It must be really hard being a NICU nurse sometimes. Trying to pitch the care of the parents at just the right level. The trouble is I suppose, every parent brings to NICU their own life story. A story that will dictate how they function under the most extreme pressure.
Obviously our childhoods, our adult lives and any experience we may have had as parent are all likely to impact on our perceptions and lets be honest there are some pretty dark realities available to engage with in the intensive care unit.
Naturally, nurses experience the unit in a very different way to parents. Years of training and mental preparation is what has enabled them to spend time there. The things they see, do and experience must be far from pleasant and surely no matter how much training they have, there must be things that will haunt them beyond their working hours.
My own experience as a parent was in itself multi -dimensional. There was was the terrifying fear that my baby wouldn't live, there was the feeling torn between Mr G and Smidge. There was the bonding issue, and then, probably as a direct result of all the other issues was the increased anxiety and feeling like I was being judged.
See I don't think the doctors and nurses meant to make me feel worse at all, they were all about making me feel better. I see that now. However when scribblings about my anxiety and conversations about getting counselling repeatedly came to my attention, I felt I was doing something wrong, that I had been deemed as 'coping really badly'
Every time such issues were mentioned in a bid to offer support, I became immediately defensive. 'Anxiety? What Anxiety?' I took it to mean I was failing.
I guess it stems from the fact that I come from a 'pick yourself up and get on with it' sort of family, so the suggestion that I might be anxious was not received very well at all. This, in turn made me feel very isolated because I genuinely had no idea that was it okay to be worried. I assumed that my constant questions, fear and worry was making peoples jobs harder and they just wanted to divert me to a counsellor so I stopped taking up their time.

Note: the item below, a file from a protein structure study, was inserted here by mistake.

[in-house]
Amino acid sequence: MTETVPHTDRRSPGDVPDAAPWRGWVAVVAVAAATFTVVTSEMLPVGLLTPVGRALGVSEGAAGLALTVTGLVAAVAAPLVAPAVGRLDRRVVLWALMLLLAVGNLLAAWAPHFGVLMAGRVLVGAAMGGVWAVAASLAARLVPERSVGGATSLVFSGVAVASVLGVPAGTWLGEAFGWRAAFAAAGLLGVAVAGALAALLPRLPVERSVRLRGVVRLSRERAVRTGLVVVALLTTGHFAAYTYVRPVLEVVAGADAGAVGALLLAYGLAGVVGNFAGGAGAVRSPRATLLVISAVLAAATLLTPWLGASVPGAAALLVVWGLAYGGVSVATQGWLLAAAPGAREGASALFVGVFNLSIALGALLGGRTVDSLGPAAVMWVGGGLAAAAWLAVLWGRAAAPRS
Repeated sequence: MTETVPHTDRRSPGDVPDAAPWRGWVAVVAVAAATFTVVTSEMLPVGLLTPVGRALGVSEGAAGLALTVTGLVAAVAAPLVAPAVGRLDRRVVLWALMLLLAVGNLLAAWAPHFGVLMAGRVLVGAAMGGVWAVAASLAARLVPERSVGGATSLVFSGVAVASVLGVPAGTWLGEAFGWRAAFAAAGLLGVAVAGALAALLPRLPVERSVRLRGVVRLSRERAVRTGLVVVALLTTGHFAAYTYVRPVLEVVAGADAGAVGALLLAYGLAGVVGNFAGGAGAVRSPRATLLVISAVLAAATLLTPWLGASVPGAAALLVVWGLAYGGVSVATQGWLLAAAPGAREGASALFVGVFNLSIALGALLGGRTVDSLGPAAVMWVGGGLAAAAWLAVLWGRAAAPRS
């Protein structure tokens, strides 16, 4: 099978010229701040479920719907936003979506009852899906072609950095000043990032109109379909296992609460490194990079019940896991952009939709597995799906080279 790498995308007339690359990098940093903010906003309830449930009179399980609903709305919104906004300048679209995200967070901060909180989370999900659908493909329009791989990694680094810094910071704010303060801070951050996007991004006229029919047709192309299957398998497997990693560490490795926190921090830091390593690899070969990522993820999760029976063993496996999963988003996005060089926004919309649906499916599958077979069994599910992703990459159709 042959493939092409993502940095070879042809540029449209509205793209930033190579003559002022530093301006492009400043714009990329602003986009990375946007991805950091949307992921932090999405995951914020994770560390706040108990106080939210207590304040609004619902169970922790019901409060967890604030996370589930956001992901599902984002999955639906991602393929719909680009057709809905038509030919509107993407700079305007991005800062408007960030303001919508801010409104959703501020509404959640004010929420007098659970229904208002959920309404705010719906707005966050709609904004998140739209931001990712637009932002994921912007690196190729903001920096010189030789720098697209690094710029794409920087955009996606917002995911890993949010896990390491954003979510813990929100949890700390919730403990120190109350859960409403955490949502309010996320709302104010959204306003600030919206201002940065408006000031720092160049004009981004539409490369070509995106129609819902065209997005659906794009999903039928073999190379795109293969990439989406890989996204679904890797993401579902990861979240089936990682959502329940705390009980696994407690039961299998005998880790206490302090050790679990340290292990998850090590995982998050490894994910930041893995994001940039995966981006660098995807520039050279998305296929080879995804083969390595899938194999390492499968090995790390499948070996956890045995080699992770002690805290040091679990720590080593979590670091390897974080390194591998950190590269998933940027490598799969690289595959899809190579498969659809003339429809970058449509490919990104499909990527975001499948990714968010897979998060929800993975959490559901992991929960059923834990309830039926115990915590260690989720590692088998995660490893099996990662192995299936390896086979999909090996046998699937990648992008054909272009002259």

About three months in to my journey, I'd heard so much about the anxiety and counselling that I decided I wanted to bring the whole thing to a head. I felt very misunderstood. I wanted to shout at every nurse and doctor who had ever cared for Smidge and say.
'Don't you get it?? There is a VERY sick baby there...why does this have to be about my anxiety? Surely it's about the baby I've watched turn blue, gray purple and white more often than anyone should see a baby turn blue,gray, purple or white.'
Or in one day Hubby's words.. You wouldn't go up to somebody in a war zone and say 'You're looking a little anxious there....' would you? It just doesn't seem appropriate for the circumstances.
I guess what it boils down to is this.
It was important to me that I was perceived to be coping. To be told I was doing well would have gone a long, long way.
To be reminded there is no right or wrong way to be or behave in these situations would have been sanity saving.
When I finally did sit down and read my notes with a doctor and a nurse, I told them in no certain terms that I found all this 'anxiety +++' malarkey extremely upsetting and asked them why it was noted.
The nurse said "It's because we recognise that this is an anxious situation"
And that was the very first time it occurred to me that it might be okay to be anxious.